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Judge Jackson will be the first black woman to sit on the US Supreme Court
The US Supreme Court is to include a black female justice for the first time in its 233-year history after the Senate confirmed Justice Ketanji Brown Jackson to the nine-member bench.
Three Republicans crossed the aisle to seal her appointment by a vote of 53 to 47.
Justice Jackson’s appointment fulfils President Joe Biden’s campaign promise to put a black woman on the court.
Chuck Schumer, the majority leader, called it a “joyous day” for the US.
The vote was overseen by Vice-President Kamala Harris, the first black woman to hold the office.
Ms Jackson, 51, will replace Justice Stephen Breyer, a fellow liberal judge for whom she once clerked, upon his retirement in June.
The lifetime appointment will likely see Ms Jackson on the bench for decades, but will not shift the ideological balance of the current court, with its 6-3 conservative majority.
Ms Jackson has said she has a “methodology” to deciding cases but not an overarching philosophy. And she agreed with Republican senators about the importance of abiding by the text of the Constitution, as it was intended by the founders.
During her confirmation, Democrats touted her experience working as a public defender. She will be the first Supreme Court justice since Thurgood Marshall – the first black Supreme Court justice – to have career experience representing criminal defendants.
The jurist, a Washington DC native, currently sits on the influential US court of Appeals for the DC circuit. She has two degrees from Harvard University and once served as editor of the Harvard Law Review. She worked as a public defender in Washington before joining a private practice prior to her judicial appointments.
Some Republicans took issue with clients Ms Jackson took on as a public defence lawyer – namely terrorism suspects held at Guantanamo Bay, with some accusing her of being soft on crime.
Others, however, applauded the diversity of experience her legal career would bring to the bench over the course of what was at times highly fractious and almost entirely polarised six week confirmation process.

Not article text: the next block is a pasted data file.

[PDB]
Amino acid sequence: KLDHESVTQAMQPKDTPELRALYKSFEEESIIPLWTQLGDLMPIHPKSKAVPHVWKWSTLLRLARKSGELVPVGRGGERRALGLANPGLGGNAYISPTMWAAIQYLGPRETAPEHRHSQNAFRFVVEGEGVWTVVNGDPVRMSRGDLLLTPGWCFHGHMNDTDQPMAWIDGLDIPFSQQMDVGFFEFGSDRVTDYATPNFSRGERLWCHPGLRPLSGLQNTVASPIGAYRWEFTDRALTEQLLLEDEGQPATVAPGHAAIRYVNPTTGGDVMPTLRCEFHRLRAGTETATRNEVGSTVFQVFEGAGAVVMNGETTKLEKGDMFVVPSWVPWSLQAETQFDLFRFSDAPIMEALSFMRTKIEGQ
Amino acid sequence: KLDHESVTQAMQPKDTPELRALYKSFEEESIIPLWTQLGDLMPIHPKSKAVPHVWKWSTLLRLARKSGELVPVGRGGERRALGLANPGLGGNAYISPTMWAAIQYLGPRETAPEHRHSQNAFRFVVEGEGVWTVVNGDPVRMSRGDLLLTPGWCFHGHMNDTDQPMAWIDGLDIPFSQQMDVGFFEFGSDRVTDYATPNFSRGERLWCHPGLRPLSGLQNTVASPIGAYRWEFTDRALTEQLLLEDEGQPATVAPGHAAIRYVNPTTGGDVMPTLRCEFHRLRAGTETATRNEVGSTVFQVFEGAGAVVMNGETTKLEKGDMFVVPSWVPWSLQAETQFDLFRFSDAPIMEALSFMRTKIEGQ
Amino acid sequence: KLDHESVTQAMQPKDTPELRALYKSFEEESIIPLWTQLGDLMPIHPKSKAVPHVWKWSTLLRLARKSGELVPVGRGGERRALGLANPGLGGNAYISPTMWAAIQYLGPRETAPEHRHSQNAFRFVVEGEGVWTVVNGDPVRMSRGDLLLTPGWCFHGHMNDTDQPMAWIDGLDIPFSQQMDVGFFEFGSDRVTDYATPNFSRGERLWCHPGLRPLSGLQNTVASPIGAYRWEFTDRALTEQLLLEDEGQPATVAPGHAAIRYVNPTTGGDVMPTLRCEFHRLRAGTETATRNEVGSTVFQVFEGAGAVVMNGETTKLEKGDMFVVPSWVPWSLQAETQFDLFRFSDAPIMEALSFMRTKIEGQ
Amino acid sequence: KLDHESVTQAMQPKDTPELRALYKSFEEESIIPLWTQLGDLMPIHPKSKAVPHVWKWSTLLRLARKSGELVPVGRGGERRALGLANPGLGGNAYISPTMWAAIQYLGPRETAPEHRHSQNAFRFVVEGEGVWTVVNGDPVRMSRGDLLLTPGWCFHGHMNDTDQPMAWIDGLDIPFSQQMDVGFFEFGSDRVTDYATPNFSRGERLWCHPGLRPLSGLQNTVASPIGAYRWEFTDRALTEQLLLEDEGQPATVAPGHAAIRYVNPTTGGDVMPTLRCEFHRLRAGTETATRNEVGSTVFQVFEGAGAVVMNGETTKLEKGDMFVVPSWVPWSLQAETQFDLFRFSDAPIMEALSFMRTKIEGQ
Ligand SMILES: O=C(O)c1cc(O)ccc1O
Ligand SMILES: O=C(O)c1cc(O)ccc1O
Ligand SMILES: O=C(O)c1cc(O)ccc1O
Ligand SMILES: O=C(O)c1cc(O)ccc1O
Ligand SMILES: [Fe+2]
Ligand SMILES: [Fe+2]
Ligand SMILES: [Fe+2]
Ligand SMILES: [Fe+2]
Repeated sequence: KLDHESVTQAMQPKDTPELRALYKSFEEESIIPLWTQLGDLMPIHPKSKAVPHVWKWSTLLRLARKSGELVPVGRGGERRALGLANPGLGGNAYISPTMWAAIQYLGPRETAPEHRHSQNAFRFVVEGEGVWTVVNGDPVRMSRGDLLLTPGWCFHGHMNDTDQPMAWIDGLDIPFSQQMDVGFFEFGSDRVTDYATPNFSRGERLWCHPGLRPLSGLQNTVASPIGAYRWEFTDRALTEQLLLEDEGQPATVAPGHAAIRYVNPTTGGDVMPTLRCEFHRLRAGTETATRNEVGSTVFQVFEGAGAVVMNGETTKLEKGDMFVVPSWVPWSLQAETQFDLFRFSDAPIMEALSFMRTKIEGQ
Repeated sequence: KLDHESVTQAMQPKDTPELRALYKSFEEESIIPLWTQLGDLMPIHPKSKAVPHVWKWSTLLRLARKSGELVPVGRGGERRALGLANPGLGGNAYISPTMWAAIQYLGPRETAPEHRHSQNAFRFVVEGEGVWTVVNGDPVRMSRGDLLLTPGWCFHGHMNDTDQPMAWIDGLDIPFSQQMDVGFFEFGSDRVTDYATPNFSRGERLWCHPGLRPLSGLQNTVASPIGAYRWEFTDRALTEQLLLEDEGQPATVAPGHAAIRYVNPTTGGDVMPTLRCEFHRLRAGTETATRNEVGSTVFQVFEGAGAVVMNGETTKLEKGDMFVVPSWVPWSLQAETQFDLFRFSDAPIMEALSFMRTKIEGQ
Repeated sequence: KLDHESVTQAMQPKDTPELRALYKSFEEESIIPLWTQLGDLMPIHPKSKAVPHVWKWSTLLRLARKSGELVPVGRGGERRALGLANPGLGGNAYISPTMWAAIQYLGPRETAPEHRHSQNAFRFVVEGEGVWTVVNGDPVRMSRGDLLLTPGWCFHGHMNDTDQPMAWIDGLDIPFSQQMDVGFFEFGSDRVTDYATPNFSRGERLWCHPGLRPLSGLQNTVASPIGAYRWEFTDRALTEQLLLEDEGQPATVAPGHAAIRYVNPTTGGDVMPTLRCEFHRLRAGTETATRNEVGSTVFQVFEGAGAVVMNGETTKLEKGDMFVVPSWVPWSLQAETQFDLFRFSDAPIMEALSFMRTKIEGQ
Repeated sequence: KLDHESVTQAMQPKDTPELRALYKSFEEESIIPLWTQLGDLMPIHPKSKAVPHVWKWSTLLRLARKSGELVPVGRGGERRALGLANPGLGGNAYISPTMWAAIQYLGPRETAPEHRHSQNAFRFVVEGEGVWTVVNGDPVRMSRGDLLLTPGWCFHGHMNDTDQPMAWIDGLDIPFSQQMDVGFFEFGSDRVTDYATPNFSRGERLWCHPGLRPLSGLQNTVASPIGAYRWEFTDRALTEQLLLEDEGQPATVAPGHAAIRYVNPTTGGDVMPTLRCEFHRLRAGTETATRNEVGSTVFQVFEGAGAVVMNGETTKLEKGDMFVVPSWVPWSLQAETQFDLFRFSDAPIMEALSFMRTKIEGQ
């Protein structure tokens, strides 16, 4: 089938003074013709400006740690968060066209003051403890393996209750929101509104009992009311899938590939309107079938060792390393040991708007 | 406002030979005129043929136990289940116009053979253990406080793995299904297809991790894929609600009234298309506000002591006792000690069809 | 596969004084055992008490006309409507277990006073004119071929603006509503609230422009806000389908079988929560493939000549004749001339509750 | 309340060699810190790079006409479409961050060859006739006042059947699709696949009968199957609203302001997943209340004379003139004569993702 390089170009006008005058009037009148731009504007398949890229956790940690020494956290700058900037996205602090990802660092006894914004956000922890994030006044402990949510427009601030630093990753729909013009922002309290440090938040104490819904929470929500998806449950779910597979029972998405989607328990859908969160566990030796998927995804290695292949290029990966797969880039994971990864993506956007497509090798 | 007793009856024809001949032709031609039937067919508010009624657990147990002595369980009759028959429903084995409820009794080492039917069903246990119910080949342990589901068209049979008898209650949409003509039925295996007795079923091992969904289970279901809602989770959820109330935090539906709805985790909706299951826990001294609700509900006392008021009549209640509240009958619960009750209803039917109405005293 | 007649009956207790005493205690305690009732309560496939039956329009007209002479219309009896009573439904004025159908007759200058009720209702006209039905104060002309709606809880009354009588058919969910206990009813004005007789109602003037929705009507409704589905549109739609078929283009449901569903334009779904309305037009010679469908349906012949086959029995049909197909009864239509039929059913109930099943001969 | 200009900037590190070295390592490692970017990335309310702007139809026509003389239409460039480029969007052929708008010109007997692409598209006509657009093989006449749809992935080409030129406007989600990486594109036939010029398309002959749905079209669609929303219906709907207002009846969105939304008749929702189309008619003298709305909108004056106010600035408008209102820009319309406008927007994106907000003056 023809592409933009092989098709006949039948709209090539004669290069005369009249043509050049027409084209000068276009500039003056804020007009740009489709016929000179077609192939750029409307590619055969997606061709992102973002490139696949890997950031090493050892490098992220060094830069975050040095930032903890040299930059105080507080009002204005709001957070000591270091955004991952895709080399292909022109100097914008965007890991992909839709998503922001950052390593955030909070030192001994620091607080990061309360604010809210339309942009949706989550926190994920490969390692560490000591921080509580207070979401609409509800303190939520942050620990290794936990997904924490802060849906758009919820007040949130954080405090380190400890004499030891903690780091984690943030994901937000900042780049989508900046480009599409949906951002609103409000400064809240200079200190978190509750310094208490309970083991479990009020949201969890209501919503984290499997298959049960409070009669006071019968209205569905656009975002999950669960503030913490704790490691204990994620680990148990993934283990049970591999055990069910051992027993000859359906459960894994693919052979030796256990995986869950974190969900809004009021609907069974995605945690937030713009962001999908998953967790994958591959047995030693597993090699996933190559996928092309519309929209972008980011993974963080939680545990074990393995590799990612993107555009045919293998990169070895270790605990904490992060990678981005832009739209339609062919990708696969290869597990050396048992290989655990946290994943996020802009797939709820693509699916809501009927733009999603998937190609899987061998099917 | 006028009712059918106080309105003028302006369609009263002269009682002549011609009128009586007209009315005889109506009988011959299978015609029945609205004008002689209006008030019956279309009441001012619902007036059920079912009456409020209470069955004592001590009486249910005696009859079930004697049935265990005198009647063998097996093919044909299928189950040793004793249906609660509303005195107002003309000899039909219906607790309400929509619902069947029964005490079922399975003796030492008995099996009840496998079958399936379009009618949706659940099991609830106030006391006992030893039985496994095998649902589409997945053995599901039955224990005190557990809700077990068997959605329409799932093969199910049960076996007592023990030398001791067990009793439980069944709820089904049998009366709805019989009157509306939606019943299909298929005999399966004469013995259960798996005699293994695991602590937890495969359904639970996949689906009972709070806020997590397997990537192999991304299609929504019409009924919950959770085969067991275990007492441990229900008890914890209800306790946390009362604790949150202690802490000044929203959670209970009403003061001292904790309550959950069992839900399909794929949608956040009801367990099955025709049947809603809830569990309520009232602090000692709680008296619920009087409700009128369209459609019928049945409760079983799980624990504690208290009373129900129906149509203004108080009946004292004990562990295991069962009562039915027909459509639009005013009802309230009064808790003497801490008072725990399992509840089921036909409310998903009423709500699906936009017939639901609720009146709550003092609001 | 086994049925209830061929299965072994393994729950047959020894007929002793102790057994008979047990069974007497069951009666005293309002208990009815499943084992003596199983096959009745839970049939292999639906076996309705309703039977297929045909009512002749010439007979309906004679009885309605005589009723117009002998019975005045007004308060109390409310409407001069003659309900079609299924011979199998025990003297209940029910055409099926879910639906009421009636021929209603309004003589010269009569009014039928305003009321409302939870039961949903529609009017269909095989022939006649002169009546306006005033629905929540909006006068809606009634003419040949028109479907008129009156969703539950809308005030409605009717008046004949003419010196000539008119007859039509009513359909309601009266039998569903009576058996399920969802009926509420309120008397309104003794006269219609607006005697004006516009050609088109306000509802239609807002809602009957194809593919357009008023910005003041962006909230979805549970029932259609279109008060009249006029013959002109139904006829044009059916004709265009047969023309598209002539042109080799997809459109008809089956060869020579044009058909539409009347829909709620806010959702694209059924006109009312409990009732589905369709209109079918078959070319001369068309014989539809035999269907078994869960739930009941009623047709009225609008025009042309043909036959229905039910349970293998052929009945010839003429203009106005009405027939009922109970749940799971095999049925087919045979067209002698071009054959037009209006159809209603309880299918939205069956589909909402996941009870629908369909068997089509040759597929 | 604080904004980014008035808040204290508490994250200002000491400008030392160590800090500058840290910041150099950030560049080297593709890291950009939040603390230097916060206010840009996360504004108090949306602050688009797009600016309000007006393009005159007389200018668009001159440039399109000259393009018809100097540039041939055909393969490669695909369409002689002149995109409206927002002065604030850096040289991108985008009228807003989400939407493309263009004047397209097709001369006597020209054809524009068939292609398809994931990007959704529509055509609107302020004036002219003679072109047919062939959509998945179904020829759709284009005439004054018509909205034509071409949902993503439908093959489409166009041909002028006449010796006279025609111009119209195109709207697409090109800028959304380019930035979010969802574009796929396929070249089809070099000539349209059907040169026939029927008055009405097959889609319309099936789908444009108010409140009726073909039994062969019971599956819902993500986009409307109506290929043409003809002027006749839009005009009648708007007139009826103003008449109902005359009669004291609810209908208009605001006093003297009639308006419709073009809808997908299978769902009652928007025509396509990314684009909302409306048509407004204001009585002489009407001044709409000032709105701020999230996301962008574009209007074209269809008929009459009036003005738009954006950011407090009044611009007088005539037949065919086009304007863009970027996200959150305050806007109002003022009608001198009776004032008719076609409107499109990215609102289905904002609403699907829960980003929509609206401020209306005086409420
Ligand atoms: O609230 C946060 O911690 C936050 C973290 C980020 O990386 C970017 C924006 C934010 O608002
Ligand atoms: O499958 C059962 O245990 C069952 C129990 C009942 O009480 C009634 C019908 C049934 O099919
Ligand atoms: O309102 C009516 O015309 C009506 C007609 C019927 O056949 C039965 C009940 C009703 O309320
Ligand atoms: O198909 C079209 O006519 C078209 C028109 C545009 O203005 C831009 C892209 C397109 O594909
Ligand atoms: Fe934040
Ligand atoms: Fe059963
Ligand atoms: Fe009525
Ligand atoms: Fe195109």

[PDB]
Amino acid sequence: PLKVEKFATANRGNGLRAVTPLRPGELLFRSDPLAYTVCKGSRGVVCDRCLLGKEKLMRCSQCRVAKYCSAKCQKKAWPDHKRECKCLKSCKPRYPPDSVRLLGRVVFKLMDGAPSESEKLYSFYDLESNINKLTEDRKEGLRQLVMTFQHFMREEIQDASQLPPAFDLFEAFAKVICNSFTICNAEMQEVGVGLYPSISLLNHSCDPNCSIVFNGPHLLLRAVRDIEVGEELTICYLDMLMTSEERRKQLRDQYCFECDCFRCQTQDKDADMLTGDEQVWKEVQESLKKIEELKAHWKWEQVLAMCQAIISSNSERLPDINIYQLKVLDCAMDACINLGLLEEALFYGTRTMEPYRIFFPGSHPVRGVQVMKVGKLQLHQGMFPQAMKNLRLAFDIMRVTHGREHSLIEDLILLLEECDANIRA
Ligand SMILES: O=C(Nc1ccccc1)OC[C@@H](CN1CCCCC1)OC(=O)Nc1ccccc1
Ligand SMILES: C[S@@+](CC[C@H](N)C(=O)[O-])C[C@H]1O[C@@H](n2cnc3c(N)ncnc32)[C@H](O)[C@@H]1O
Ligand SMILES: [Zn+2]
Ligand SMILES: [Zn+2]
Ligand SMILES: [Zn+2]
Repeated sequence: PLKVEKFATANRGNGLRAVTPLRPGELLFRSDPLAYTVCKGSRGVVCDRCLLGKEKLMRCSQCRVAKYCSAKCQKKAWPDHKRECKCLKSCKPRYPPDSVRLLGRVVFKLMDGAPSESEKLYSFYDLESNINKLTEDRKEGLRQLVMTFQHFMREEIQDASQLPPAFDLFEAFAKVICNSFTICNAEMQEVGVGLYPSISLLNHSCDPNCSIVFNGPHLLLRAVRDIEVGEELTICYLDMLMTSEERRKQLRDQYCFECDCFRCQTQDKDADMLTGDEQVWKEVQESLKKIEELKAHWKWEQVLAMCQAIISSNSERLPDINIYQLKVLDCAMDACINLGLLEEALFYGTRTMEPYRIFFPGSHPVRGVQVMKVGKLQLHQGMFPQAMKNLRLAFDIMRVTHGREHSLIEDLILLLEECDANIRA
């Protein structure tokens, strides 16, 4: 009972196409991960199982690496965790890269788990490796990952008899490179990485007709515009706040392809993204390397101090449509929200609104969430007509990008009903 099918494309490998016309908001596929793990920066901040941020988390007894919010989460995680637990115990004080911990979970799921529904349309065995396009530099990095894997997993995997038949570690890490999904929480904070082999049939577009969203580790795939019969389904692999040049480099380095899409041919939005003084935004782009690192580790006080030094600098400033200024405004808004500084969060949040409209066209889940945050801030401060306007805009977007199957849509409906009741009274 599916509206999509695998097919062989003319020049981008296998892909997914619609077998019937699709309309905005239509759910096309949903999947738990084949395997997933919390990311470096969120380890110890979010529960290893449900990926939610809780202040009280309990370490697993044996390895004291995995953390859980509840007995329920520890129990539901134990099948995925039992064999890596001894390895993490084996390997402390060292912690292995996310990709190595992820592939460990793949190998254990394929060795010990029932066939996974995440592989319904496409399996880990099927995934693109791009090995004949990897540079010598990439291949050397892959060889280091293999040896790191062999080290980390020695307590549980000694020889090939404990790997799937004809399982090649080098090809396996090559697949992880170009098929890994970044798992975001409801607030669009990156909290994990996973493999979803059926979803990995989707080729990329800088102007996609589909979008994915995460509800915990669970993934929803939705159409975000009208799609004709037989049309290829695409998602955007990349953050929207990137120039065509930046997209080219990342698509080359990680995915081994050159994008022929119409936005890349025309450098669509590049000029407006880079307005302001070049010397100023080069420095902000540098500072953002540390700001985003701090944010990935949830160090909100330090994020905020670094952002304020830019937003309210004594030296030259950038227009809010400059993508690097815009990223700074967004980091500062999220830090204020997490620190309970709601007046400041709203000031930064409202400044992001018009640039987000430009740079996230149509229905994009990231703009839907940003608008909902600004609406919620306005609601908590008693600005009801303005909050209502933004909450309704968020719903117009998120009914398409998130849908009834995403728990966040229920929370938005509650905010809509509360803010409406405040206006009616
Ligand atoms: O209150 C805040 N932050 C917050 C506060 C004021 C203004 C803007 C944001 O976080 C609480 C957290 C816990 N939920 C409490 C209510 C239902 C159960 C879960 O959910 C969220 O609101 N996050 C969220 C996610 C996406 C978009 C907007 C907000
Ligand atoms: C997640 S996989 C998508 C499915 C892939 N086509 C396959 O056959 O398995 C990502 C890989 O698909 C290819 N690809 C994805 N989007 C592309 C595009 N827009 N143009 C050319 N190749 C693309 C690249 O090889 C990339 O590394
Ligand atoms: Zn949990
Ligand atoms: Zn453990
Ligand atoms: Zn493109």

Senator Lisa Murkowski of Alaska, one of three Republicans to vote in favour of Justice Jackson said this decision rested, in part, as a “rejection of the corrosive politicisation” that has come to shape the confirmation process.
The new justice “will bring to the Supreme Court a range of experience from the courtroom that few can match given her background in litigation,” Ms Murkowski said.
The top court plays a crucial role in American public life and is often the last word on highly contentious laws and disputes between states and the federal government.
Ketanji Brown Jackson’s Supreme Court confirmation is a historic one as the appointment of the first black female justice. It’s also notable because her professional background differs markedly from recent justices. She is the first since Thurgood Marshall in 1967 to come to the court with extensive experience as a criminal defence attorney.
A recent Cato Institute study found that throughout the federal court system, former prosecutors outnumber defence attorneys by four to one.
Some conservatives have accused Ms Jackson of being “soft” on criminals, pointing to her experience as a public defender and willingness as a federal judge to issue prison sentences below federal guidelines. While her supporters vociferously dispute this, Ms Jackson is likely to bring a different perspective to the court, particularly on the criminal procedure cases that regularly appear on the docket.
As one of nine justices, replacing one of only three liberals on the court, her arrival may have a negligible impact on the court rulings. She has a lifetime appointment to assert her influence, however. And even if she’s not penning majority rulings, that influence can come through private interactions with justices and through dissenting opinions that could preview new legal principles if the court’s ideological balance someday shifts.